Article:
UK Highest Chart Position: 63
US Highest Chart Position: n/a
Total number of weeks on chart : 5
Entry: 3rd April 1982
Run: 65-66-70-*63*-95 (5 wks)
- He Watches It All
- Never In A Million Years
- Talking In Code
- The Bitter End
- The Little Death
- A Storm Breaks
- Up All Night
- House On Fire
- Charmed Lives
- Skin On Skin
- Say Hi To Mick
- No Hiding Place (B-Side)
- House On Fire (12" Dub Version)
- Up All Night (Long Version)
The musical landscape has moved on by the time of the release of V Deep. V Deep refers to a Japanese style of love making, "four shallow, five deep", but with it being the fifth album and the Rats only having five members it can be interpreted in many ways. It was an era of Bananarama, The Fun Boy Three, Haircut 100, Duran Duran and ABC dominating the singles charts. Peers like The Jam and The Stranglers were around but sounding very different. The album pretty much takes up where Mondo Bongo left off, continuing the experiments in sound. Gerry Cott had left the Rats by the time they came to record this album. This was not a great surprise given that he had been under utilised on Mondo Bongo. Godley & Creme were initially down to produce the album, but in the end Tony Visconti once more took the helm.
Based on an obsession with celebrity and the tabloids, He Watches It All is an outstanding track. The keyboards are alive and there is a sense of foreboding as we are drawn into the lonely viewer’s world. And then we get the sense of loss as it is all taken away. Then we get the "Did you read it in the Sunday papers?" break bursting the song into life with its vocal harmonies from A Day In The Life. As this dies down we get the pay off of having bought and sold the video and somehow made a fortune in between. Without saying a lot, the song conveys many moods and colours, without being too radical a departure. If only the Boomtown Rats had made more tracks like this. Outstanding.
The first single off the album, Never in a Million Years, failed to make the top 30 (in fact, it only reached 62!). One of Bob Geldof's weaknesses in his lyrics has been their mawkishness, and this song was one of the worst offenders (Another Piece of Red was far worse though). The lyrics included a lot of lazy clichés (including the title) and said nothing of any worth. Sonically it was fine, a re-creation of Spector's wall of sound, it sounded great on the stereo, but lacked real presence on the radio.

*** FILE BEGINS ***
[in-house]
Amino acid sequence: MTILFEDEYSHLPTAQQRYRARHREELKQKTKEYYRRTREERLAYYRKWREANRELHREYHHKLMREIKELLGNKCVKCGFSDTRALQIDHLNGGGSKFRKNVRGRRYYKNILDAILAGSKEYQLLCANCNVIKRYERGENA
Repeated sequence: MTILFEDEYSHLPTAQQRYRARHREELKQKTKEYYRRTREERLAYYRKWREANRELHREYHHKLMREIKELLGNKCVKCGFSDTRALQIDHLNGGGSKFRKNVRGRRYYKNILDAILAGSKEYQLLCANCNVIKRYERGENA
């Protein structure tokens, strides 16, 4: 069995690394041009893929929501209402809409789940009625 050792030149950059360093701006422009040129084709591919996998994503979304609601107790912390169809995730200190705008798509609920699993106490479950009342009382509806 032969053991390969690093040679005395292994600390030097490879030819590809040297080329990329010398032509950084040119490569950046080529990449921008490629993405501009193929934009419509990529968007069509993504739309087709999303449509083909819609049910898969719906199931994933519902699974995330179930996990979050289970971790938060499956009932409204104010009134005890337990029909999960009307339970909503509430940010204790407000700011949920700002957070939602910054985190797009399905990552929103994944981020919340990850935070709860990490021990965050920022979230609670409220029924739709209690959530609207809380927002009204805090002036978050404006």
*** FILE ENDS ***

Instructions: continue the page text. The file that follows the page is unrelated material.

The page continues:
The only hit single from the album was House on Fire. This was a return to the reggae tinged sound that made Banana Republic a massive hit. Far lighter and daffier than Banana Republic, the feel and vibe of this track worked really well with Geldof's voice. There is some great lyrical dexterity shown. It sounds loose and free-form, but most crucially it sounds great! The album version is extended and all the better for it. ...House Burned Down is essentially just an instrumental reprise.
Musically outstanding, A Storm Breaks is another good track. It starts of with a beat not unlike Blind Date, and then kicks it with a guitar riff before some ghostly vocals over a funky guitar. Then brash horns come throughout sounding as if they came from Haircut 100. The percussion is African/Latin in the style of much of Mondo Bongo. Towards the ends, it’s as if the Rats have transplanted themselves into the midst of the Rio carnival with whistles blowing, bongos and a driving bass from Pete Briquette. An instrumental version appeared on the B-side of Charmed Lives and was even better!
Starting off almost like Antmusic with clicking drumsticks, The Bitter End then layers sound with guitars and organs and sounds Asian, almost like a Bollywood track. Only the sitars are missing. One of those tracks where the full gamut of the Rats’ arsenal is used, including some great guitar work from Garry Robberts.
Up All Night is decent, though repetitive, incredible how many times "Up All Night, ooh za za" is repeated. A rip of Drive my Car from The Beatles in its adaptation of the "beep beep yeah" refrain, and the break reminds you of Bowie. Very sparse as far as the music is concerned, with a dominating drum beat, and lots of hand claps, as well as some overdone backing vocals.